The OSO is responsible for the station’s structures, mechanical systems, maintenance, and supply chain management. They are like maintenance managers at warp nine. Whatever the problem, they either have the answers, or know who is responsible for getting them.
“Operations Support Officer (OSO) is the designation of the flight controller in the Mission Control Center responsible for ISS structural issues as well as mechanical systems,” says OSO Lisa Marszalek. “OSOs are responsible for the operation of attachment systems used during station assembly. OSOs also train the crew with necessary on-orbit maintenance skills.”
Bill O’Hara is an OSO who works in Space Station Mechanisms and Maintenance Operations. “We write ISS assembly and maintenance procedures and train crew members with the skills to perform them,” he says. “We also support real-time activities in the ISS Mission Control Center.”
Notwithstanding their skills and those of the others who monitor and control the ISS systems, it’s the on-orbit astronauts do the hands-on work as they whirl around the earth — everything from the ISS assembly to scheduled maintenance and emergency repairs.
Last June 27, for example, Russian cosmonaut Yuri Malenchenko had to replace a pump. On Sept. 5, Malenchenko and his NASA partner Ed Lu spent most of the day doing annual spacesuit maintenance, which included emptying and refilling the suit’s water tank and loops, cycling relief valves and running the suit’s fan for two hours to lubricate it.
Mission status reports frequently refer to housekeeping maintenance and “jar jobs” — odds and ends of work ready to fill any spare moment.
The key to success for the ISS is timely and effective maintenance, according to NASA. Key tenets guiding its maintenance philosophy are that the ISS cannot be brought into the shop for repairs (obviously) and that repairs should be permanent (cannibalization of parts and temporary fixes are strongly discouraged). The goal is to return affected systems to their original configuration and efficiency.
The ISS stocks many Orbital Replacement Units (ORU), so when some component fails, a unit can simply be replaced. NASA feels this approach reduces the amount of crew training and leaves more time for doing science. The project’s international partners are responsible for the planning, training and execution of maintenance procedures and supply tools and deliver spares to the ISS.
Training, methods and tools are a familiar trinity to anyone in the MRO business, but familiar is a strange concept when doing maintenance in space.
Take training, for which NASA is famously obsessive. All ISS crews receive basic and advanced on-orbit maintenance training. Some learn additional specialized skills. When we spoke with Dave Williams, he was training 40-50 hours a week for his next shuttle flight. “We are trained for our space walk and to take care of any contingencies in the ISS. We are also given training on the ISS, but as a visiting crew, we are trained to help the long-duration crew.”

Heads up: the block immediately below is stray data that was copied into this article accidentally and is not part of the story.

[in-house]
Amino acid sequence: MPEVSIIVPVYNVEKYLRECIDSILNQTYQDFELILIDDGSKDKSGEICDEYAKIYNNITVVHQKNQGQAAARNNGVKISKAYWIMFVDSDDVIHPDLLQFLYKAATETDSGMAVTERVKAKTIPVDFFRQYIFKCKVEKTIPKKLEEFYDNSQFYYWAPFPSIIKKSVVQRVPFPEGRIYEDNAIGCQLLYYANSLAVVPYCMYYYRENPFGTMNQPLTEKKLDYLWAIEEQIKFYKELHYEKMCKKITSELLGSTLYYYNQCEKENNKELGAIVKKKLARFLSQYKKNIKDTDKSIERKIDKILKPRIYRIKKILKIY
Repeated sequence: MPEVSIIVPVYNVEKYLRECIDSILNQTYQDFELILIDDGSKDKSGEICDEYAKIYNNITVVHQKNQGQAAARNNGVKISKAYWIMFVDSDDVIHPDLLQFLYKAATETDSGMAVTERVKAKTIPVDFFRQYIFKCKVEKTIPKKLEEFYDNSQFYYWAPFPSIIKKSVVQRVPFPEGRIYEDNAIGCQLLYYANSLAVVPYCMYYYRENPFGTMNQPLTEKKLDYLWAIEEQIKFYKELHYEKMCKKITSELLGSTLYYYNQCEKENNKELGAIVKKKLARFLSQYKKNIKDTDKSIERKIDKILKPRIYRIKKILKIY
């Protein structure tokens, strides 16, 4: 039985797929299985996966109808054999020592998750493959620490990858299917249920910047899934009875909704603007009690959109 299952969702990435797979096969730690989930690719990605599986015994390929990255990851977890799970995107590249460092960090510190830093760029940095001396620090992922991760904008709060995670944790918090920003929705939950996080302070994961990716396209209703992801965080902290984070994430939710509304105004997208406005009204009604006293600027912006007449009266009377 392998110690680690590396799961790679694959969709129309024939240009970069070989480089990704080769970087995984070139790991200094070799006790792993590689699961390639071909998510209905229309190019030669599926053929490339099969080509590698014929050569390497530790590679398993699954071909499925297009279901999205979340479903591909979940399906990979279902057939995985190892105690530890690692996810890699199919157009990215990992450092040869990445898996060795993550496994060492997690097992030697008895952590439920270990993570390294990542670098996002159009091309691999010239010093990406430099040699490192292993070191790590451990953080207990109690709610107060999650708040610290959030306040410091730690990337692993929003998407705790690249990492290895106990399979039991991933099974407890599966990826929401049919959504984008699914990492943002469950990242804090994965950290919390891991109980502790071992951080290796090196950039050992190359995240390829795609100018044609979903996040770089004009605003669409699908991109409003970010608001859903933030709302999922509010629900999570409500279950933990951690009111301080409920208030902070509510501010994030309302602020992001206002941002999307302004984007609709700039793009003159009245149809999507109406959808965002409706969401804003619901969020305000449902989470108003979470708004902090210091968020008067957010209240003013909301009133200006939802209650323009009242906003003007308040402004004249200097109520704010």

In preparation for his 1998 shuttle flight, Williams spent time in NASA’s Neutral Buoyancy Laboratory (NBL). “On routine shuttle flights there is not a lot of maintenance that takes place if everything works OK. I was trained as a contingency EVR (extravhicular robotics) specialist in case there was a problem, like a payload door not closing properly,” explains Williams.
The NBL is a 24.6-million litre, 12-metre-deep pool in which astronauts can practice tasks in a fairly good simulation of the weightlessness of space. Here, crews train exhaustively for ISS assembly missions and any conceivable emergency. Outside of the NBL, specialists teach crews how to operate and maintain ISS equipment. NASA leaves very little to chance.
NASA has four ISS
Preventive, which includes systematic inspections, repairs and preplanned replacements
Corrective, which restores items to original condition
In-situ, in which repairs are performed at the hardware site, and
Contingency, which restores functions vital to crew safety or the integrity of the ISS — NASA terminology for life-threatening situations.
Any maintenance operation or failure that NASA can think of has been given a priority ranking. Core maintenance procedures, including a list of the required tools, safety steps (such as removing power or pressure) and access and removal instructions, also are spelled out.
Average ISS annual maintenance figures are: 2,536 crew hours doing maintenance inside the ISS; 777 crew hours doing robot-assisted maintenance outside the ISS from within the ISS; and 421 crew hours doing maintenance during space walks.